In last week’s #BYOTchat, one of the topics that came up was the idea of “backchanneling.” What is backchanneling, you say? Well, that’s what I’m here to tell you!
Simply put, backchanneling is the process of designating a medium for facilitating the conversation happening around a particular event.
Whenever an event is taking place, there is a swirl of conversations occurring around that event. In the classroom, it can be two kids talking in the back row, passing notes, or sending texts or emails. At public events, these conversations happen all over the place, and tapping into that backchannel helps you tap into the pulse of what your listeners (or students) are thinking right now.
When entertaining the idea of establishing a backchannel in your classroom, the first thing you should realize is that the backchannel already exists; these conversations are already occurring, even if it’s merely inside someone’s head. What you’re doing is establishing a medium through which these conversations can take place that you can tap into.
The other great thing about backchanneling is that it gives students who may be less enthusiastic about sharing during class the freedom to express themselves without the fear that prevents them from raising their hand.
The mediums suggested here have varying levels of privacy and control, so choose the one that suits your desires and objectives.
The first and most obvious backchannel is Twitter, and there are plenty of success stories for classroom use. This video showcases a high school example, whereas this longer video is in a college setting. The benefits to Twitter are that many students already use Twitter, it’s easy to create a hashtag and get started, and students can use their cell phone to easily post comments. With any projector, you can follow that hashtag and use it as a basis for continuing discussion.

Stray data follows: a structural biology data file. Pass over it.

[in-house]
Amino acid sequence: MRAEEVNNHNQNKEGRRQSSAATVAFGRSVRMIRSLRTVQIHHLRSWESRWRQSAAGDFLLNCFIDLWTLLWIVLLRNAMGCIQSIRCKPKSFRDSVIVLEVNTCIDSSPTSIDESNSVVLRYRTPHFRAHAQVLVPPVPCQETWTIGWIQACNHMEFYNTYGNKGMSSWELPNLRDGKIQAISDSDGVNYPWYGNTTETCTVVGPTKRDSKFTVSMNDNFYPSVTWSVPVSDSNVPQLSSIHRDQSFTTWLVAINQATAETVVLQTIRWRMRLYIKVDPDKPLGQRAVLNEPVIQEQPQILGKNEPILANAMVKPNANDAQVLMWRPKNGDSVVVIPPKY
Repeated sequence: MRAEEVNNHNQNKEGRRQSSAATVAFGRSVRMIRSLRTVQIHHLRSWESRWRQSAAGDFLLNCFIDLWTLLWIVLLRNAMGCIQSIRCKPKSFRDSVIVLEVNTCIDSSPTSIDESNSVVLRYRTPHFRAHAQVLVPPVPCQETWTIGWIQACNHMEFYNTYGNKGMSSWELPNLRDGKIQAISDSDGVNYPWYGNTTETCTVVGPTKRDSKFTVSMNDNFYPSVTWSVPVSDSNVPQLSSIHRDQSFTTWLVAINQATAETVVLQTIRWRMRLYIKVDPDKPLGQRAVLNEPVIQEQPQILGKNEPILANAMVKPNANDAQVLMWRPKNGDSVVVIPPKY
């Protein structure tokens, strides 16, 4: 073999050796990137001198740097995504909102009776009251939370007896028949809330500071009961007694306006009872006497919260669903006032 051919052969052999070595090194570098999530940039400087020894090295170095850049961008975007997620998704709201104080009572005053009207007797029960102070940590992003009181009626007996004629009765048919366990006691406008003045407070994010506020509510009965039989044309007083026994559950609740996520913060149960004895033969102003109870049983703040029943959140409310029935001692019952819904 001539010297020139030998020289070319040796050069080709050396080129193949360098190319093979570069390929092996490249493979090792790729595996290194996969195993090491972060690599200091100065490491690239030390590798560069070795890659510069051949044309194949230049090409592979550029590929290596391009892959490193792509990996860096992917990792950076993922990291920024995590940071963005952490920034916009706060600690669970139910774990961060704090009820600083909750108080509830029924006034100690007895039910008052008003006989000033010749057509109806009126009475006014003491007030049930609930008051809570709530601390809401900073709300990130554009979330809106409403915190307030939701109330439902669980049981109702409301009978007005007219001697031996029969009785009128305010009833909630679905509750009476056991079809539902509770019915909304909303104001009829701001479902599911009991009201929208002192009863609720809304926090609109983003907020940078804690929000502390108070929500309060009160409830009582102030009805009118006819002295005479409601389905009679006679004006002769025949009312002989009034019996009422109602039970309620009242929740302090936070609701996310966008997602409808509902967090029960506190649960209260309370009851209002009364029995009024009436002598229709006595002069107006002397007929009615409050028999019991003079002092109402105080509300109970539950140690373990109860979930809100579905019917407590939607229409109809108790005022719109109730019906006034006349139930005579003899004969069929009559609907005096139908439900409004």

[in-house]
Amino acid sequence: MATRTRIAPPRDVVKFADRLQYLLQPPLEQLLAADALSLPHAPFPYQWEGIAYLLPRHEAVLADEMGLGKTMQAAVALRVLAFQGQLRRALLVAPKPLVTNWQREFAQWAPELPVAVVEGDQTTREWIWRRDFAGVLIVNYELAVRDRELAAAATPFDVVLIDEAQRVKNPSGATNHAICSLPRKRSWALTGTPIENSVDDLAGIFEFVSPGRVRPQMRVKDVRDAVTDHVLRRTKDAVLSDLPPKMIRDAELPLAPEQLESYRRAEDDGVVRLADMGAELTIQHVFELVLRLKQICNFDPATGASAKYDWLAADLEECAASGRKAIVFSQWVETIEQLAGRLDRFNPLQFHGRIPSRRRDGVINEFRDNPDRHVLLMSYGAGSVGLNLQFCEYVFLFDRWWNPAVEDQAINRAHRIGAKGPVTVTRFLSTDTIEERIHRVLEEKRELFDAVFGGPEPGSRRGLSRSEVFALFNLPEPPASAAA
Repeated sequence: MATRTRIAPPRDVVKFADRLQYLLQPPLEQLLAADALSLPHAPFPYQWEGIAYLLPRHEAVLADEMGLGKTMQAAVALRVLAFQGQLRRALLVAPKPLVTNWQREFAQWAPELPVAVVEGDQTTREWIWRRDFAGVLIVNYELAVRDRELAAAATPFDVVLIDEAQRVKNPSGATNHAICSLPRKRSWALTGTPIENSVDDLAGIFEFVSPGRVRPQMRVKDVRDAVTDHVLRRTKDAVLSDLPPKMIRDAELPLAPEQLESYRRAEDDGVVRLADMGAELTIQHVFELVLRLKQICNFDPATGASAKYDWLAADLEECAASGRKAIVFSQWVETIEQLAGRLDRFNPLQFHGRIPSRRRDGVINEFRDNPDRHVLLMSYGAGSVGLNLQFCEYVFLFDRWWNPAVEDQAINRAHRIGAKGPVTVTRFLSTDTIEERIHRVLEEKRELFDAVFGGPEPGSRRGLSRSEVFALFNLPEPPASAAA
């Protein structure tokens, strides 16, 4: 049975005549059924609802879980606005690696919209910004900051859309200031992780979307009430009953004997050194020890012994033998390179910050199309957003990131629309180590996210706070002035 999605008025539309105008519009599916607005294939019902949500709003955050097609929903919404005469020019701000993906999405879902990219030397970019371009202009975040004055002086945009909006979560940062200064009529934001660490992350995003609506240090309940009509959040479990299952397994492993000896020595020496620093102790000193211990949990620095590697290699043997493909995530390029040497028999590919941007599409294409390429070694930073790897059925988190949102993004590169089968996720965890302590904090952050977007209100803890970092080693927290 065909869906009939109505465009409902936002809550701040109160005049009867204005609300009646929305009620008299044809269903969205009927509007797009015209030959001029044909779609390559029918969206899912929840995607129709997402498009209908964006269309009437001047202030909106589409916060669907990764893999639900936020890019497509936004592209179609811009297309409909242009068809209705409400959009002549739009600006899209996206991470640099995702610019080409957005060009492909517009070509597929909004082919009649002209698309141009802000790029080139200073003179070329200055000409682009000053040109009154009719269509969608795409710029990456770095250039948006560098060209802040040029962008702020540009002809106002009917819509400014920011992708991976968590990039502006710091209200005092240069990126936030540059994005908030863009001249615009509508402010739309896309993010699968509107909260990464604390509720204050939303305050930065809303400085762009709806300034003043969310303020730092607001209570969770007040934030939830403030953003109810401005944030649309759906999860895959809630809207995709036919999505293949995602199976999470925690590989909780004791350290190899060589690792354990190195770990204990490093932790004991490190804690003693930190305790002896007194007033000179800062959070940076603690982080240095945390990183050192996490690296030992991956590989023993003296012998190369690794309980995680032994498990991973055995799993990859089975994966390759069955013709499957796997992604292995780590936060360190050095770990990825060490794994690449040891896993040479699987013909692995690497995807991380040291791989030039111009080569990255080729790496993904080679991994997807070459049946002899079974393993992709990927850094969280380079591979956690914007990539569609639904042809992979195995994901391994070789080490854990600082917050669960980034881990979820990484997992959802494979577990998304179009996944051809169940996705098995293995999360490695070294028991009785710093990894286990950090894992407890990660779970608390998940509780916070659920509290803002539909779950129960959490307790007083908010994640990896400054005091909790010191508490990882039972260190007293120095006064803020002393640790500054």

The drawback to Twitter should be obvious: you have no control over who uses the hashtag, so external users can drop random tweets into the feed for everyone to see. You also can’t control what your students are saying either, nor can you force them to use their real names (at least not within Twitter itself).
In terms of dedicated backchannel platforms, two were mentioned during the chat:CoverItLive and TodaysMeet. CoverItLive is a live engagement platform targeting bloggers and reporters covering live events. Much of its impressive feature set can be accessed for free without advertising, with 5k reader limit, which should be fine for any classroom. However, because it has such a wide set of features and is targeted towards event coverage, it may be more difficult and slightly overwhelming to get it plugged into your classroom.
TodaysMeet takes the opposite approach and makes the system really simple to use. You go to the home page, create a “room,” and get a link to provide to your students to access that room. From there, it’s effectively a private chat room. Your students enter their name and are able to chat with each other and the teacher during class. It also has a transcript view, providing a chronological view of the chat, as well as a projector view, in reverse chronological order, for live discussion. This makes it easy to get up and running, but doesn’t provide a lot in the way of customization. For most classrooms and teachers getting into backchanneling, this is a great way to get started.
Do you have any experience with backchanneling? Let us know what you think in the comments section.
[Cross-posted at It's Time!]